Gray, 31, was in the last year of his guaranteed contract of $10 million and led the team with a WHIP (walks and hits per inning pitched) of 1.219 in 2021. Winker, only 27, was given away after making a measly $3 million last season despite a .305 average, second only to the recently-departed Castellanos, and with a starting lineup-low 75 strikeouts. Suarez, 30, was owed $11 million in 2022, and has no doubt taken a few steps back on the offensive side of the field in the last two years, posting a .198 batting average in 2021, but was still a dangerous at-bat with runners on, driving home 79 runs on the back of 31 home runs last season as well.
Yes, the Reds got some players back in each of the trades made, mostly prospects that with time and development may end up being decent, but all of them with fewer proven contributions and lower salaries. The Reds got a "B" on ESPN's trade grade for sending Winker and Suarez to the Mariners, but got a D+ for the Sonny Gray trade.
There's this stat that gets used a lot in baseball nowadays called "Wins Above Replacement" (WAR) - it's essentially the number of games the team won with a certain player on the team vs. the average replacement at their position. Collectively, with all of the players the Reds either traded, lost or opted out on so far this offseason, they have lost 12.3 wins (Those stats come from fangraphs.com). If the math plays out on that, that means this year the Reds will win only 71 games and be nowhere near playoff contention.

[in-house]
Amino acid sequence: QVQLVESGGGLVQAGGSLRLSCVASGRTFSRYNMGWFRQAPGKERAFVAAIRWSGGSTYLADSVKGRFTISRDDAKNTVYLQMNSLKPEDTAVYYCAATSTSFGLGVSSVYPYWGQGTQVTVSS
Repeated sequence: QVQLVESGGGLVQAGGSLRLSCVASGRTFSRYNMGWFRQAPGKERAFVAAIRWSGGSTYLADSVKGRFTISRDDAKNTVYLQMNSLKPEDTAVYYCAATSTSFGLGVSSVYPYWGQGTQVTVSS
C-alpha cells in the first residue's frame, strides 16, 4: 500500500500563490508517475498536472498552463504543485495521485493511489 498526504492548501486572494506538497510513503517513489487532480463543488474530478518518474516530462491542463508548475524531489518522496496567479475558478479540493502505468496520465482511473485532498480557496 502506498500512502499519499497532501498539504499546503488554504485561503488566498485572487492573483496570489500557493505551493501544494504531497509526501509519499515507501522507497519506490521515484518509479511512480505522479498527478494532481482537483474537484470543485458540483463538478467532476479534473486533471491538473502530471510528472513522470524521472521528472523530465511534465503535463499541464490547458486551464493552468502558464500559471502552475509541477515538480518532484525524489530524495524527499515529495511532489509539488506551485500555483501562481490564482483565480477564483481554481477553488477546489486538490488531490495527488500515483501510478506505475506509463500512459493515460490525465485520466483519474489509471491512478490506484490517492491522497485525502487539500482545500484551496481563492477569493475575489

As an aside, if salary and age were such a concern, then it is curious that Krall signed Mike Moustakas, 33, to a 4-year, $64 million contract in 2020, just two years before all this payroll-shedding has gone down. Moustakas has the same primary position as Suarez (3B) and hit for about the same average in 2021 (.208). With the universal designated hitter coming this season (having someone hit in the lineup who doesn't have to field), the two could have co-existed. Moustakas is now the 2nd-highest paid player on the payroll, only short of Joey Votto's $25 million owed for 2022.
And by the way, you may have seen the tweets about this, but yes, Ken Griffey, Jr. is the 6th-highest paid person on the Reds payroll thanks to a deferred salary during his time with the team in the 2000s of $3,593,750.